Published on: 30 August 2018

Designing your garden with Edraw Max

by Martin de Boer

I watch a lot of BBC Gardeners World, which gives me a lot of inspiration for making changes to my own garden. I tried looking for a free and open source program for designing gardens in the openSUSE package search. The only application that I found was Rosegarden, a MIDI and Audio Sequencer and Notation Editor. Using google, I found Edraw Max, an all-in-one diagram software. This included a Floor planner, including templates for garden design. And there are download options for various Linux distributions, including openSUSE.


You can download a 14-day free trial from the Edraw Max website.

The next thing to do, is use Dolphin and browse to your Downloads folder. Find the zipped package and double click it. Ark will automatically load it. Then click on the Extract button.

Now you can press F4 in Dolphin to open the integrated terminal. If you type in the commands as listed on the Edraw website, the application will install without an issue.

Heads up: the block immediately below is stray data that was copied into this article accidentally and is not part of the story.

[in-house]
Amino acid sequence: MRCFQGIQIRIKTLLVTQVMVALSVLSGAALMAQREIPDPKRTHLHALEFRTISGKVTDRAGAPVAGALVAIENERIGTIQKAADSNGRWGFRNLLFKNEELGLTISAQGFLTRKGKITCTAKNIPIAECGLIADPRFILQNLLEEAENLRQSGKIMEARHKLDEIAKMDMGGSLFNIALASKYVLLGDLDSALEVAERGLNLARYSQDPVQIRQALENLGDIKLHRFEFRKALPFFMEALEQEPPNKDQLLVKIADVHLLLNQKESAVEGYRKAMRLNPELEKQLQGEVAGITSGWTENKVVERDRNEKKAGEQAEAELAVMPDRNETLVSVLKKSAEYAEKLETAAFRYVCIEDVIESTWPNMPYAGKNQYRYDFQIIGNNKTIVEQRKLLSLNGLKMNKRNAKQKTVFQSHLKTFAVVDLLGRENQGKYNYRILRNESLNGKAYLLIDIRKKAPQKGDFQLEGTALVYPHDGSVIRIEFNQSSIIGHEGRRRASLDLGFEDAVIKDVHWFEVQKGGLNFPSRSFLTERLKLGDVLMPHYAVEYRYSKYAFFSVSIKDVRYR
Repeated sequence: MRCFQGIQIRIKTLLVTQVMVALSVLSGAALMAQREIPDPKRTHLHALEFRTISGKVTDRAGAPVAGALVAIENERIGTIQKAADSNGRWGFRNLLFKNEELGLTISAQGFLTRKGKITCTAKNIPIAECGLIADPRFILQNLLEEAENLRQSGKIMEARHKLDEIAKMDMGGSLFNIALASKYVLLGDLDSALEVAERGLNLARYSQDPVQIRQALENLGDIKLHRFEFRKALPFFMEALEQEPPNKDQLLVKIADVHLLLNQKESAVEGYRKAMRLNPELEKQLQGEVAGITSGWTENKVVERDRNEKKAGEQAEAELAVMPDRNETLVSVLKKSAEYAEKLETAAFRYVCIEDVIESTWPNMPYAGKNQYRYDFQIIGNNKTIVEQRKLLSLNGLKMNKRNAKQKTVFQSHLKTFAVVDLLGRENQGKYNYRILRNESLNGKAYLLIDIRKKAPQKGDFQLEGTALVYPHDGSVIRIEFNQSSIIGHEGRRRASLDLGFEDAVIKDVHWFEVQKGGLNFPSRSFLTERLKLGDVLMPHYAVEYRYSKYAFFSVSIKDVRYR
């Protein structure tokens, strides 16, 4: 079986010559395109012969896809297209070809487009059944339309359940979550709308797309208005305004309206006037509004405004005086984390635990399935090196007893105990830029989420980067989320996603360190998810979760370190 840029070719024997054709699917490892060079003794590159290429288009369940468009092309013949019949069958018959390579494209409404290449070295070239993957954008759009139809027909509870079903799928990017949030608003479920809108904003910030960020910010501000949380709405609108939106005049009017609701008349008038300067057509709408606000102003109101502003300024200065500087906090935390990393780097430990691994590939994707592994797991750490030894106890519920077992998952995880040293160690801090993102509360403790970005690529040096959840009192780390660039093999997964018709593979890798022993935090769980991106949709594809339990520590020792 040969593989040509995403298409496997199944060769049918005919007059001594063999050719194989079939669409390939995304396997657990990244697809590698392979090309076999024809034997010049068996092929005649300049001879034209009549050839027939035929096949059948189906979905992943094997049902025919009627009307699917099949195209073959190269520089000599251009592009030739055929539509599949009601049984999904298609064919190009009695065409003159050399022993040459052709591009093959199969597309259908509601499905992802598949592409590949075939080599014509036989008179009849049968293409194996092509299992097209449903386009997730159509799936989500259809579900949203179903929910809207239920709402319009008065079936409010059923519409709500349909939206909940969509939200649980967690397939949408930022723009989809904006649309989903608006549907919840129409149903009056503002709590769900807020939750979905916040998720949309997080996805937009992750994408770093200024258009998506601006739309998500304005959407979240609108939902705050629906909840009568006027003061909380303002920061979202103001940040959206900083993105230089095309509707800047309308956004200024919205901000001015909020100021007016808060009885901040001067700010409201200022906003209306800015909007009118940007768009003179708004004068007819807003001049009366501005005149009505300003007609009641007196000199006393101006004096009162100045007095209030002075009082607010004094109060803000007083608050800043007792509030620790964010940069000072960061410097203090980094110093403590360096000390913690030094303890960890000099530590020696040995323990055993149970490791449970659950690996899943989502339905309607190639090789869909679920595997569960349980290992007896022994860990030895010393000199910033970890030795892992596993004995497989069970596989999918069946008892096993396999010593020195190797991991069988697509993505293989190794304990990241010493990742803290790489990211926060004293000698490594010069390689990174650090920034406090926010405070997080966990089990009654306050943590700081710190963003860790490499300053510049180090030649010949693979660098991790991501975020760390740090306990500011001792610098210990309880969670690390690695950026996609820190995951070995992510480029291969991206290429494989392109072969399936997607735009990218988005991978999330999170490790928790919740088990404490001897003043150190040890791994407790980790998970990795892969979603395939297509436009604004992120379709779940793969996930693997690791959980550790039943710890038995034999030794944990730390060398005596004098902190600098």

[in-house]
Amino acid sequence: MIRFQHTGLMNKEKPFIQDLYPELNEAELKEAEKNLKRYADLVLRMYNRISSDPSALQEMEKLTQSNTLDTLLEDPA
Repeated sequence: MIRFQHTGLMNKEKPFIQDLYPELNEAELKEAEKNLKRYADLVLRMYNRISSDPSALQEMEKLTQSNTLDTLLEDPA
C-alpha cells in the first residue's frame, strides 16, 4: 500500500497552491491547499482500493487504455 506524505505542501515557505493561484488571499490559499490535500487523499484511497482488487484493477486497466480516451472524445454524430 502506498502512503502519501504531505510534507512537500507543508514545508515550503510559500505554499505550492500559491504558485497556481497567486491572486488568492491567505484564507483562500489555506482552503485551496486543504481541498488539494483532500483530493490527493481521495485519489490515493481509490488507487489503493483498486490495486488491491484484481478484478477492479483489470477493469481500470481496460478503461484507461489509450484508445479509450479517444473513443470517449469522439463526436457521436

From the application launcher (start menu), you can now type Edraw Max and launch the application. Go to New and then Floor Plan and click on Garden Design.

On the left side, there is a side pane with a lot of elements that you can use for drawing (see picture below). Start with measuring your garden and with the walls, you can ‘draw’ the borders of your garden. On the right side, there is a side pane where you can adjust the properties of these elements. For instance you can edit the fill (color) of the element, the border (color) of the element and adjust the properties. I didn’t need the other parts of this right side pane (which included shadow, insert picture, layer, hyperlink, attachment and comments).

Now you can make various different garden designs! This is one of the 6 designs that I created for my own garden.

The last feature that I like to mention is the export possibilities. There is a lot of export options here, including Jpeg, Tiff, PDF, PS, EPS, Word, PowerPoint, Excel, HTML, SVG and Visio. In the unlicensed version, all exports work except for the Visio export. In the PDF you will see a watermark “Created by Unlicensed Version”.